- Full Practice Autonomy: State licensure allows NPs to evaluate patients including examination, diagnosis, ordering and interpretation of diagnostic tests, establishing a treatment plan, and prescribing medication.
- Reduced Practice Autonomy: NPs are limited in at least one area of patient evaluation and must collaborate with other medical professionals, such as physicians, to care for patients. They are not permitted to provide all levels of care independently, often including prescribing controlled substances, and must coordinate with other medical professionals.
- Restricted Practice Autonomy: State practice authority limits the ability of NPs to provide patient care and requires them to work under the delegation or team management of another medical professional throughout their career. NPs in restricted practice autonomy states must have the direction of a medical supervisor, such as a leading physician, to deliver care to patients.
States with full practice authority for nurse practitioners allow nurses to streamline care for patients. While the healthcare system does not function without collaboration and teamwork between medical professionals, granting additional authority to NPs allows them to provide direct care to patients, eliminating some of the backlog for physicians and increasing the efficiency of care delivery. With advanced certifications, NPs can provide optimal long-term care to their patients.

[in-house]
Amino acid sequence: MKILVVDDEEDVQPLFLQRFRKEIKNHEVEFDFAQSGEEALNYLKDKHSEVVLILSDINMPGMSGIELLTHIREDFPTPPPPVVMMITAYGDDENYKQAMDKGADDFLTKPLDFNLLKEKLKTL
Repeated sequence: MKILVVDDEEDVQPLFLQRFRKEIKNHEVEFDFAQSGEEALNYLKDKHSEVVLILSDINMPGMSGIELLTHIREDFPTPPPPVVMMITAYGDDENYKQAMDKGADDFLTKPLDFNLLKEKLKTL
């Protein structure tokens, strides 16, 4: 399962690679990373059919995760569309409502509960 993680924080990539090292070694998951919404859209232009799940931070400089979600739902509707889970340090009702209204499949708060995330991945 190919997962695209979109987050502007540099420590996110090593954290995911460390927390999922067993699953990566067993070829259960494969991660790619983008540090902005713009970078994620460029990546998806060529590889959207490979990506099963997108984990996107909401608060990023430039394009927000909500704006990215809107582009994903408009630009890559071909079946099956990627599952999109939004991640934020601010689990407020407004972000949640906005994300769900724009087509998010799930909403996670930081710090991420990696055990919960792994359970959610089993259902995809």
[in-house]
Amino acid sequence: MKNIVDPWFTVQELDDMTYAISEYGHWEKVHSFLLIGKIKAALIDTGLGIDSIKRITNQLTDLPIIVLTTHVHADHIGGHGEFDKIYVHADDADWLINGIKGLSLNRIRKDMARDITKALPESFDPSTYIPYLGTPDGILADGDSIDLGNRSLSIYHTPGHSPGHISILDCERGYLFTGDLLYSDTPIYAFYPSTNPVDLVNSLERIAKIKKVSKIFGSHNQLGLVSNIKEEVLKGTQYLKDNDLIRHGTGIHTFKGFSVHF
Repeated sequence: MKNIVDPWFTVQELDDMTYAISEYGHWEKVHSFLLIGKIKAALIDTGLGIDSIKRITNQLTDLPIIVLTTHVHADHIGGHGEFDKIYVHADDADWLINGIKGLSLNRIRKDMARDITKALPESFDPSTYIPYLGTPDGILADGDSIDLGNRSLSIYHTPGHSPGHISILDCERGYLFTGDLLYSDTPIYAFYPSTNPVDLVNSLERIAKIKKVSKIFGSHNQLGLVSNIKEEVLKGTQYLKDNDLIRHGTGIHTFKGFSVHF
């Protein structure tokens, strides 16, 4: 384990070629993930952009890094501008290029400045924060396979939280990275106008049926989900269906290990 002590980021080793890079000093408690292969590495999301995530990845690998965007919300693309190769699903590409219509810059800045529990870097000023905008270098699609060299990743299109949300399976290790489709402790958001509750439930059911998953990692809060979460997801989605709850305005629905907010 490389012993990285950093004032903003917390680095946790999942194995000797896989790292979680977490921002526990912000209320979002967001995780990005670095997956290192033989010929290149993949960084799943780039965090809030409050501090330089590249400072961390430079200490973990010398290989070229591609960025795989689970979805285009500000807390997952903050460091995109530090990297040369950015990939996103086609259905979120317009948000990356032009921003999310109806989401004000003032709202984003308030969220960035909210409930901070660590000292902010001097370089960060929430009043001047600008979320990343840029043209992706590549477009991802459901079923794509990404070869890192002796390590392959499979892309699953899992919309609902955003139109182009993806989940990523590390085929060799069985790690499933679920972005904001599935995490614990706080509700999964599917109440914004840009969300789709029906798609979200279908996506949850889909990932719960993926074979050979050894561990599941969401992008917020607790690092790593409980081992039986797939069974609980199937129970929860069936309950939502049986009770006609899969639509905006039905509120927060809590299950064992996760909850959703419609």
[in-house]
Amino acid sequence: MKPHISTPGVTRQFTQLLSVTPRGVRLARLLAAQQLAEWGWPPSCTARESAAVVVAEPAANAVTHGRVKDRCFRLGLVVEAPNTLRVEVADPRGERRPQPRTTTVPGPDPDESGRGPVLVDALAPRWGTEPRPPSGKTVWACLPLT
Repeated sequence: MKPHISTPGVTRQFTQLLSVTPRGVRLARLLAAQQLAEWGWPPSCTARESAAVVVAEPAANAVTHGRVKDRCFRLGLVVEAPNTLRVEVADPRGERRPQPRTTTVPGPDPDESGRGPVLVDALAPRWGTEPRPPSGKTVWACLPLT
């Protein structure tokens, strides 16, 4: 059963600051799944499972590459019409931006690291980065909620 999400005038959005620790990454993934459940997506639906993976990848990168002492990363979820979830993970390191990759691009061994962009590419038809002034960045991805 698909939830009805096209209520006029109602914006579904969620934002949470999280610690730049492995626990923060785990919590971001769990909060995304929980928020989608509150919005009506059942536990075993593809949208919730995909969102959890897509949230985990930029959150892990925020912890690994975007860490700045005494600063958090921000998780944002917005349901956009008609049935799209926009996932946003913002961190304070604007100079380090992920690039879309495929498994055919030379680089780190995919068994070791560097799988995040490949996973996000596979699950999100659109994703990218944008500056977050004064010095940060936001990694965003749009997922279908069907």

States Where NPs Can Practice Independently
As of August 2021, 24 states and the District of Columbia have approved NP practice autonomy. Note that state regulations change frequently, and advanced practice nurses should check with state nursing boards for the most current regulations.
In Alaska, all NPs have FPA. As the American Association of Nurse Practitioners explains, this allows them to evaluate and diagnose patients, analyze tests, and manage treatment plans. NPs may also apply for the authority to prescribe Schedule II to V controlled substances, though not all professionals in the field have this ability.
In Arizona, licensure through the Arizona Board of Nursing includes full prescriptive authority. NPs must submit a Controlled Substance Prescription Monitoring Program (CSPMP) application and register with the Drug Enforcement Agency (DEA) before prescribing medications to patients.
NPs who work in Colorado have FPA and the potential to gain full prescriptive authority after completing 1,000 hours of practice with provisional prescriptive authority. Before obtaining full prescriptive authority, NPs require oversight from a physician or mentoring NP.
Like NPs in Colorado, those who work in Connecticut require physician oversight for a time. In Connecticut, NPs must work with a physician for three years before earning FPA.